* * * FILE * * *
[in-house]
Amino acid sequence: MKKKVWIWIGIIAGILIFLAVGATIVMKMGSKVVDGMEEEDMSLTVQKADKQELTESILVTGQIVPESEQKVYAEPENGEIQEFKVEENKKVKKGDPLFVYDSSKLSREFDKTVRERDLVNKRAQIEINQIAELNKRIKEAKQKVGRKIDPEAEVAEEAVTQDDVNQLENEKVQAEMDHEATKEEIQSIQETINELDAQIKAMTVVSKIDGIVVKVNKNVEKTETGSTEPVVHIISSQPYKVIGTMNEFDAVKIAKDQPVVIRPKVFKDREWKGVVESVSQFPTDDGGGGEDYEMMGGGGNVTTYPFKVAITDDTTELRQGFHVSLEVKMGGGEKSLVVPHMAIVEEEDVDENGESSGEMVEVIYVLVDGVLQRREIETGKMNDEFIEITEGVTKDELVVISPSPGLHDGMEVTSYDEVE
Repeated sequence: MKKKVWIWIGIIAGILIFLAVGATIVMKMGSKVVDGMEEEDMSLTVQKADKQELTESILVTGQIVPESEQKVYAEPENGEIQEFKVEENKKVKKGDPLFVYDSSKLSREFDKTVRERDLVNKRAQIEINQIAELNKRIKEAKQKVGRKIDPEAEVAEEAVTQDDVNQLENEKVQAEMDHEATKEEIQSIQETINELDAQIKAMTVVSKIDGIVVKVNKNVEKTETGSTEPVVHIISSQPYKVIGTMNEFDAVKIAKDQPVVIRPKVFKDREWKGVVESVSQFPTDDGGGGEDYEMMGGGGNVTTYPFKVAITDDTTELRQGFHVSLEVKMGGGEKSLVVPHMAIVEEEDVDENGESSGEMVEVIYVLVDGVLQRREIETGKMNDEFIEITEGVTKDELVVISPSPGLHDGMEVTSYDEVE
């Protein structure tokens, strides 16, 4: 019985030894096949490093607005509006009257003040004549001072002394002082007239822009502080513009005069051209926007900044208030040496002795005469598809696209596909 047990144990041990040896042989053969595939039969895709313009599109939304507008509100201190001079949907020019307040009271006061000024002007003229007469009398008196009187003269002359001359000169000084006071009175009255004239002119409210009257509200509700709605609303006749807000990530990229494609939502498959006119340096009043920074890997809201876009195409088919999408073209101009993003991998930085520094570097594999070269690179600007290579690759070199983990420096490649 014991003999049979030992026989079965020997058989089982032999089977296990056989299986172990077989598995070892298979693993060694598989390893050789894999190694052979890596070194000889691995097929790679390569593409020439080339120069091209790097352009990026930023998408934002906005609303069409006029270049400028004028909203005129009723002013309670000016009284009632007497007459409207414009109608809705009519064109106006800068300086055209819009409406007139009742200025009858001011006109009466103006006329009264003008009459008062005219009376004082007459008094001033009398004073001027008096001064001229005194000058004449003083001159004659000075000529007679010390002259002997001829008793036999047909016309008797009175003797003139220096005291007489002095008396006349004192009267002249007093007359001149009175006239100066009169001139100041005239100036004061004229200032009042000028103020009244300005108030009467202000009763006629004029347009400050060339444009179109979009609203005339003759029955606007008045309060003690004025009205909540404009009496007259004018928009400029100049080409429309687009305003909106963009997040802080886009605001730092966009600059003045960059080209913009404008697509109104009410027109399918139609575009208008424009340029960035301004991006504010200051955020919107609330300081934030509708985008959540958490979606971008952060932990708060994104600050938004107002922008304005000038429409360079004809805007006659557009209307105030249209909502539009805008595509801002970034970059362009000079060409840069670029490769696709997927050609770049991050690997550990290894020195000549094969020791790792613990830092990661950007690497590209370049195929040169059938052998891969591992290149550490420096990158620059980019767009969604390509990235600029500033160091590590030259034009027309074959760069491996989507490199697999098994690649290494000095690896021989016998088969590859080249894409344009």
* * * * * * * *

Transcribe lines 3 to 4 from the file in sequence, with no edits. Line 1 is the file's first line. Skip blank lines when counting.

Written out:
Repeated sequence: MKKKVWIWIGIIAGILIFLAVGATIVMKMGSKVVDGMEEEDMSLTVQKADKQELTESILVTGQIVPESEQKVYAEPENGEIQEFKVEENKKVKKGDPLFVYDSSKLSREFDKTVRERDLVNKRAQIEINQIAELNKRIKEAKQKVGRKIDPEAEVAEEAVTQDDVNQLENEKVQAEMDHEATKEEIQSIQETINELDAQIKAMTVVSKIDGIVVKVNKNVEKTETGSTEPVVHIISSQPYKVIGTMNEFDAVKIAKDQPVVIRPKVFKDREWKGVVESVSQFPTDDGGGGEDYEMMGGGGNVTTYPFKVAITDDTTELRQGFHVSLEVKMGGGEKSLVVPHMAIVEEEDVDENGESSGEMVEVIYVLVDGVLQRREIETGKMNDEFIEITEGVTKDELVVISPSPGLHDGMEVTSYDEVE
């Protein structure tokens, strides 16, 4: 019985030894096949490093607005509006009257003040004549001072002394002082007239822009502080513009005069051209926007900044208030040496002795005469598809696209596909 047990144990041990040896042989053969595939039969895709313009599109939304507008509100201190001079949907020019307040009271006061000024002007003229007469009398008196009187003269002359001359000169000084006071009175009255004239002119409210009257509200509700709605609303006749807000990530990229494609939502498959006119340096009043920074890997809201876009195409088919999408073209101009993003991998930085520094570097594999070269690179600007290579690759070199983990420096490649 014991003999049979030992026989079965020997058989089982032999089977296990056989299986172990077989598995070892298979693993060694598989390893050789894999190694052979890596070194000889691995097929790679390569593409020439080339120069091209790097352009990026930023998408934002906005609303069409006029270049400028004028909203005129009723002013309670000016009284009632007497007459409207414009109608809705009519064109106006800068300086055209819009409406007139009742200025009858001011006109009466103006006329009264003008009459008062005219009376004082007459008094001033009398004073001027008096001064001229005194000058004449003083001159004659000075000529007679010390002259002997001829008793036999047909016309008797009175003797003139220096005291007489002095008396006349004192009267002249007093007359001149009175006239100066009169001139100041005239100036004061004229200032009042000028103020009244300005108030009467202000009763006629004029347009400050060339444009179109979009609203005339003759029955606007008045309060003690004025009205909540404009009496007259004018928009400029100049080409429309687009305003909106963009997040802080886009605001730092966009600059003045960059080209913009404008697509109104009410027109399918139609575009208008424009340029960035301004991006504010200051955020919107609330300081934030509708985008959540958490979606971008952060932990708060994104600050938004107002922008304005000038429409360079004809805007006659557009209307105030249209909502539009805008595509801002970034970059362009000079060409840069670029490769696709997927050609770049991050690997550990290894020195000549094969020791790792613990830092990661950007690497590209370049195929040169059938052998891969591992290149550490420096990158620059980019767009969604390509990235600029500033160091590590030259034009027309074959760069491996989507490199697999098994690649290494000095690896021989016998088969590859080249894409344009």